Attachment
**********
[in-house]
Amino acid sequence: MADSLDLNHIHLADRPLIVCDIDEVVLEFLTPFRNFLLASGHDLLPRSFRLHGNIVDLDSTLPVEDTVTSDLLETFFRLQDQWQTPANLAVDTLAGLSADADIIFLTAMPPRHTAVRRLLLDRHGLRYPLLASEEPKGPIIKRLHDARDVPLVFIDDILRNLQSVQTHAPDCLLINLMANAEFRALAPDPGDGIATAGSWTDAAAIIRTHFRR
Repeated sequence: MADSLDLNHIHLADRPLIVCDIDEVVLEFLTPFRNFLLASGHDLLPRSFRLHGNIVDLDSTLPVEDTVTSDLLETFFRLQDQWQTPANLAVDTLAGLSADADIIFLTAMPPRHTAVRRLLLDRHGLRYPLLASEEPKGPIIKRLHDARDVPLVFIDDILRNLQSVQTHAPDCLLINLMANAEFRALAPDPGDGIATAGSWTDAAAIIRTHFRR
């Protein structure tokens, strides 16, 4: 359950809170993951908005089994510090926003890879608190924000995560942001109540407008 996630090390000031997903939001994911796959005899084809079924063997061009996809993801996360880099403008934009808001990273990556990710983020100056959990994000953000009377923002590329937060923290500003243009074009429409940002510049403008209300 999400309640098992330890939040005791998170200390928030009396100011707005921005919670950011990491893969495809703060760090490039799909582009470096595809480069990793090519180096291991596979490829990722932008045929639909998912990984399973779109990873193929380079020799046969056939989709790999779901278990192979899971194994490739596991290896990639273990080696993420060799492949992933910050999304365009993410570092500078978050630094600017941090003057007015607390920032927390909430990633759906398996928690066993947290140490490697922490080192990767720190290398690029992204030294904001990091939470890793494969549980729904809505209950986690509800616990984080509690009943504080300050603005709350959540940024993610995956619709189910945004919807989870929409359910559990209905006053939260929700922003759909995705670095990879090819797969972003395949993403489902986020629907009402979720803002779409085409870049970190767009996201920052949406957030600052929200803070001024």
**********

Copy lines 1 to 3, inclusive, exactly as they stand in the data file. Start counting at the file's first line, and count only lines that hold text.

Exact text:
[in-house]
Amino acid sequence: MADSLDLNHIHLADRPLIVCDIDEVVLEFLTPFRNFLLASGHDLLPRSFRLHGNIVDLDSTLPVEDTVTSDLLETFFRLQDQWQTPANLAVDTLAGLSADADIIFLTAMPPRHTAVRRLLLDRHGLRYPLLASEEPKGPIIKRLHDARDVPLVFIDDILRNLQSVQTHAPDCLLINLMANAEFRALAPDPGDGIATAGSWTDAAAIIRTHFRR
Repeated sequence: MADSLDLNHIHLADRPLIVCDIDEVVLEFLTPFRNFLLASGHDLLPRSFRLHGNIVDLDSTLPVEDTVTSDLLETFFRLQDQWQTPANLAVDTLAGLSADADIIFLTAMPPRHTAVRRLLLDRHGLRYPLLASEEPKGPIIKRLHDARDVPLVFIDDILRNLQSVQTHAPDCLLINLMANAEFRALAPDPGDGIATAGSWTDAAAIIRTHFRR